Let's face it. The most distinguishable trait about Thanksgiving isn't the football game, the parade,
or the quality time you get to spend with your relatives. It's the leftovers.
Oh, don't start yelling. I know what the true meaning of Thanksgiving is just as well as anybody
else. Any fool will tell you it's a day for people to open their hearts and homes, reflect, and give
thanks for their good fortune and all that. But let's be fair here. Without Thanksgiving there would
be no need for you to spend an entire day in the kitchen wrestling with a temperamental pie crust and
an unreliable turkey baster. And I bet those of you who have (and you know who you are) will
agree with me that leftovers are a synonym of freedom. The problem is figuring out how to get rid
For example I, being an avid non-cooker, try to get as many meals out of them as scientifically
possible. Unfortunately, this is not as easy as you would think. Oh, I know there are some families
who actually eat leftovers willingly but, believe me, once the word is out at my house that the
homemade casserole I served for dinner is really three-day-old diced sweat potatoes and stuffing
covered in cheese sauce, my non-cooking days are over. Yes-sir-ee.
However, if my past experience dealing with Thanksgiving leftovers has taught me anything at all,
it's that I can get away with serving cranberry and turkey sandwiches once, maybe twice, before my
family starts to catch on and I must use all of my wits to outsmart them.
My friend Julie is good at this. Each year her family unknowingly eats a variation of Thanksgiving
dinner for every meal well into December. This is because on the day after the holiday she serves
them a huge dinner of cold turkey, stuffing, and everything else she had saved from the night before.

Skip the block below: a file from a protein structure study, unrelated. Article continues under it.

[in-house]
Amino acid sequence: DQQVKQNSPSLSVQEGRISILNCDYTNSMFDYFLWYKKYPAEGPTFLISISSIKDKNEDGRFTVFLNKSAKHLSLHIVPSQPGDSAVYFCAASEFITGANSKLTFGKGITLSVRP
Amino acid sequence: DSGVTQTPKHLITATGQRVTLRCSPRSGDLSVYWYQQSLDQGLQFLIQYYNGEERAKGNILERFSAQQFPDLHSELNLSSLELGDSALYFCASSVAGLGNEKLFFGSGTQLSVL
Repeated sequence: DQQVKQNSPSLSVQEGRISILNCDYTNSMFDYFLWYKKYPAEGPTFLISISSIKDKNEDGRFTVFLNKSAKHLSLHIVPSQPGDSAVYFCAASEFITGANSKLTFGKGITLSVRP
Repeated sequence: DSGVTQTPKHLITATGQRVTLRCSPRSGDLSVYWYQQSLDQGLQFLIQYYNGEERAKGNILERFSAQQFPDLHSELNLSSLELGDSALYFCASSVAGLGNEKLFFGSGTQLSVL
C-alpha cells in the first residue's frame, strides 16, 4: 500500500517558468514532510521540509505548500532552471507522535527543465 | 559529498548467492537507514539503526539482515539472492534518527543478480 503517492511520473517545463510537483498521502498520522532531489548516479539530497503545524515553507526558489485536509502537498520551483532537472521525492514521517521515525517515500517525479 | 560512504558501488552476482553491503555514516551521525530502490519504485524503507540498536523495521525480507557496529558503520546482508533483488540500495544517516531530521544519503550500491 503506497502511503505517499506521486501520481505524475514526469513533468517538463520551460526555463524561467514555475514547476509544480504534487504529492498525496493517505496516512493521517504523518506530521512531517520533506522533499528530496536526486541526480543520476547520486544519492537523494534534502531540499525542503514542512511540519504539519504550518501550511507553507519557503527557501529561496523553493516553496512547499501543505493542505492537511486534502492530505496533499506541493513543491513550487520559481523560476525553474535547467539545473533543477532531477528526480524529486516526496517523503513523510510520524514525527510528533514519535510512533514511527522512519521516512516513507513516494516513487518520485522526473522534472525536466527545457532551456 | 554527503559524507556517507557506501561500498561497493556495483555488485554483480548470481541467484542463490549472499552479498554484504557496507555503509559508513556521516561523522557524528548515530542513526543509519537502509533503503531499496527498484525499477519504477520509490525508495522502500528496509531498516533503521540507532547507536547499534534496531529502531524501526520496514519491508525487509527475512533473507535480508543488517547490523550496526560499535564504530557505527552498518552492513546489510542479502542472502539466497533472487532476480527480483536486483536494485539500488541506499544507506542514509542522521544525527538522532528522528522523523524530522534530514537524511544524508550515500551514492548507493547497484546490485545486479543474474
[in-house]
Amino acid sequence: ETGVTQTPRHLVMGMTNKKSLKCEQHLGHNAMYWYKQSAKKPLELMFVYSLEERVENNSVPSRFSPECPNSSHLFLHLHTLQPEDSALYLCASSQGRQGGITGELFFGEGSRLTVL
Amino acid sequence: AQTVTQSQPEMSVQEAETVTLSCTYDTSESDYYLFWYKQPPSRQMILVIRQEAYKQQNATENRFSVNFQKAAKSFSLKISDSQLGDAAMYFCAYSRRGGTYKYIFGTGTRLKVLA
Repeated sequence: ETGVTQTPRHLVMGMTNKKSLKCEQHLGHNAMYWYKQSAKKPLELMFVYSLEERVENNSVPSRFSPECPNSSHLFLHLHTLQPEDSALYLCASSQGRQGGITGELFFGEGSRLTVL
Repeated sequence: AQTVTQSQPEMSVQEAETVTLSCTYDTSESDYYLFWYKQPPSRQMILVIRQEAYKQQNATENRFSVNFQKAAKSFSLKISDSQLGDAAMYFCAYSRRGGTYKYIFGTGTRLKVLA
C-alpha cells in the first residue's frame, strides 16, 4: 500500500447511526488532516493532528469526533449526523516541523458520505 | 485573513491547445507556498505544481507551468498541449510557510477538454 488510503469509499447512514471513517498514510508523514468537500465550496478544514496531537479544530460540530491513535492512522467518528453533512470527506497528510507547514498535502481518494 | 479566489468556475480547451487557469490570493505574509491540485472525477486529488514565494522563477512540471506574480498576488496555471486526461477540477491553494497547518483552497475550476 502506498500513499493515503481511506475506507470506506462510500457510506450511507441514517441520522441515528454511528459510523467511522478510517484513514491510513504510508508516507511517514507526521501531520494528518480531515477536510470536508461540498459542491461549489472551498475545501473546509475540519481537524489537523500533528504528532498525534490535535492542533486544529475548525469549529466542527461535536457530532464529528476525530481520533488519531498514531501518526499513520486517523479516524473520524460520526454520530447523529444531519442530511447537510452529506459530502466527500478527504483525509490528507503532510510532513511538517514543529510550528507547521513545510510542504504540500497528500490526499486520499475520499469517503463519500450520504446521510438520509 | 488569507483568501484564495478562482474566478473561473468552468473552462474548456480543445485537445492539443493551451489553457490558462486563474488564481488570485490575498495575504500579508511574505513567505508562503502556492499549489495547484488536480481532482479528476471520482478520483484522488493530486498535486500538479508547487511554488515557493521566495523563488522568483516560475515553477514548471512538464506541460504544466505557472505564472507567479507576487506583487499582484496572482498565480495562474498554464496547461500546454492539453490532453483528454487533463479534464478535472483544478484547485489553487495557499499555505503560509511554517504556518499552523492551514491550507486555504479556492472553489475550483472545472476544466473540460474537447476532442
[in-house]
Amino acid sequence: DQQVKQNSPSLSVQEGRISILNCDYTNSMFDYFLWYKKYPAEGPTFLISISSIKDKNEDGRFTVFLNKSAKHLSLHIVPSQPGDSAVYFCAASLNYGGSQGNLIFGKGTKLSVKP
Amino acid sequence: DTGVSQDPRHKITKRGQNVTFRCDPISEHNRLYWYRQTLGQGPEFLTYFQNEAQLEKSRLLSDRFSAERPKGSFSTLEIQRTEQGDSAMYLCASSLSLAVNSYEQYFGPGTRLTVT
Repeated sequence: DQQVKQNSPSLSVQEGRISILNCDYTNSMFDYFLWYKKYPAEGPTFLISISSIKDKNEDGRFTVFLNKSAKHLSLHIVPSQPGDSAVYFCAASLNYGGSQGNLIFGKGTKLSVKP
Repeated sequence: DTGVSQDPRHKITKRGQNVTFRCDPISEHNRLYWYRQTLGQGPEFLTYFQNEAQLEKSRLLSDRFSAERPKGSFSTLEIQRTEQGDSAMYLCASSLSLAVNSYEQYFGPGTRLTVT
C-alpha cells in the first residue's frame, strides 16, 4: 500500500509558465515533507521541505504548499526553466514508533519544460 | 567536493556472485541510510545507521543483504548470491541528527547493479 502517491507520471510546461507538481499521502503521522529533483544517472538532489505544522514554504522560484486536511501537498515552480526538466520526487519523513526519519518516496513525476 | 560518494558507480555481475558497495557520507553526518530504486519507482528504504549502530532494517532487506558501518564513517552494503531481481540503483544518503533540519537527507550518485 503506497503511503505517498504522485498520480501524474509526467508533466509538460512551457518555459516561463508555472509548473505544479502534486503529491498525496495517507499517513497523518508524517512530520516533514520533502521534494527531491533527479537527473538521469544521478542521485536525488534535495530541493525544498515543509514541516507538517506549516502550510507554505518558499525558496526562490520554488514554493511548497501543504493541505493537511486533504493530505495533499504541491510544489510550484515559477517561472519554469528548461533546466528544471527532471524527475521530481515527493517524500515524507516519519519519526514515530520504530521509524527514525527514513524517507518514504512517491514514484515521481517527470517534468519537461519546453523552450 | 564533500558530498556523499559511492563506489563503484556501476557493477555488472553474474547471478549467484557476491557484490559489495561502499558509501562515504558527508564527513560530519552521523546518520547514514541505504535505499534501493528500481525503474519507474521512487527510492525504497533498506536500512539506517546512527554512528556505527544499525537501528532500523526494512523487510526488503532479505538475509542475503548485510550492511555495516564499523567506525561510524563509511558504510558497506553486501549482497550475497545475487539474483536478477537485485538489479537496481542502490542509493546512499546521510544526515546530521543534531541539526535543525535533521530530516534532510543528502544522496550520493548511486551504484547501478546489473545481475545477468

Then, sometime during dessert, she wanders into the kitchen, opens the refrigerator door, throws
her arms out to her sides and loudly proclaims, "Oh my! I can't BELIEVE the leftovers are all gone
already!" And her family never suspects a thing.
Of course it would be ridiculous to assume that something this easy would work with my family.
Mainly because they know me too well. So, life being what it is, in order to get rid of my leftovers I
must become a master of disguise. Over the years I've tried everything from turning the string bean
casserole into soup, to mixing yams with mashed potatoes, to hiding cranberry sauce underneath
lettuce in the salad. Last year, in one particularly desperate moment, I trimmed handfuls of stuffing
into fun shapes with cookie cutters.
As shocking as it seems, it's not just me. My friend Linda, who is an abnormally creative cook, gets
rid of her leftovers by serving bizarre dishes like spaghetti turkey pie and Tex Mex. turkey pizza.
And my friend Teri makes a convincing sweet potato quiche. But this somehow just seems wrong.
I bet by now you're probably thinking that it would be a lot easier to just toss the leftovers in the
garbage can or feed them to the dog. And, you're right.
However, I'm going to celebrate by stocking up on plastic wrap and tin foil. Call it what you will,
but, in the words of my friend Julie: a Thanksgiving without leftovers is just no Thanksgiving at all.
[ By: Debbie Farmer (www.familydaze.com) ]
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